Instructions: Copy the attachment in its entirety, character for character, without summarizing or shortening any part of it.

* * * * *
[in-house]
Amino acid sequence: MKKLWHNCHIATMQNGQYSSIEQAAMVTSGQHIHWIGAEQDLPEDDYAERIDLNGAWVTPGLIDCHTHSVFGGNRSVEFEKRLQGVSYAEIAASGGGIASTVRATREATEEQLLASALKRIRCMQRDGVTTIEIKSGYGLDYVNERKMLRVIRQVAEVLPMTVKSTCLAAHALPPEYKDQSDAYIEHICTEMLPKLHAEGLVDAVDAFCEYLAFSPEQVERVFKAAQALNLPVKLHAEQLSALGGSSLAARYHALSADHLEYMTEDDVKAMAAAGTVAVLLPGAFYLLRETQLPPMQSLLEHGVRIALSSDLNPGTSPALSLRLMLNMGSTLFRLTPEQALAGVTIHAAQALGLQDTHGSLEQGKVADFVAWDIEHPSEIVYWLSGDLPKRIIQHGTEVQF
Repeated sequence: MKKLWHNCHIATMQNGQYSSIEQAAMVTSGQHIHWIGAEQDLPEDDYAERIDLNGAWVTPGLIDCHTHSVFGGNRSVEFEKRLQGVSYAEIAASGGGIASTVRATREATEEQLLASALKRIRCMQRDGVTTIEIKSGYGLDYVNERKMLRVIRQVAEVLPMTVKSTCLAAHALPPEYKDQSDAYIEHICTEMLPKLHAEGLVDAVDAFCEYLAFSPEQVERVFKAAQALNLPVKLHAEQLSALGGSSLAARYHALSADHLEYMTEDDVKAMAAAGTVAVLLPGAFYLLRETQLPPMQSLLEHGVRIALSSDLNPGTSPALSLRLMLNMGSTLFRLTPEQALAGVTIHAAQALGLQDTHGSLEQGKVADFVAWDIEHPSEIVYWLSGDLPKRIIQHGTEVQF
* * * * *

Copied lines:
[in-house]
Amino acid sequence: MKKLWHNCHIATMQNGQYSSIEQAAMVTSGQHIHWIGAEQDLPEDDYAERIDLNGAWVTPGLIDCHTHSVFGGNRSVEFEKRLQGVSYAEIAASGGGIASTVRATREATEEQLLASALKRIRCMQRDGVTTIEIKSGYGLDYVNERKMLRVIRQVAEVLPMTVKSTCLAAHALPPEYKDQSDAYIEHICTEMLPKLHAEGLVDAVDAFCEYLAFSPEQVERVFKAAQALNLPVKLHAEQLSALGGSSLAARYHALSADHLEYMTEDDVKAMAAAGTVAVLLPGAFYLLRETQLPPMQSLLEHGVRIALSSDLNPGTSPALSLRLMLNMGSTLFRLTPEQALAGVTIHAAQALGLQDTHGSLEQGKVADFVAWDIEHPSEIVYWLSGDLPKRIIQHGTEVQF
Repeated sequence: MKKLWHNCHIATMQNGQYSSIEQAAMVTSGQHIHWIGAEQDLPEDDYAERIDLNGAWVTPGLIDCHTHSVFGGNRSVEFEKRLQGVSYAEIAASGGGIASTVRATREATEEQLLASALKRIRCMQRDGVTTIEIKSGYGLDYVNERKMLRVIRQVAEVLPMTVKSTCLAAHALPPEYKDQSDAYIEHICTEMLPKLHAEGLVDAVDAFCEYLAFSPEQVERVFKAAQALNLPVKLHAEQLSALGGSSLAARYHALSADHLEYMTEDDVKAMAAAGTVAVLLPGAFYLLRETQLPPMQSLLEHGVRIALSSDLNPGTSPALSLRLMLNMGSTLFRLTPEQALAGVTIHAAQALGLQDTHGSLEQGKVADFVAWDIEHPSEIVYWLSGDLPKRIIQHGTEVQF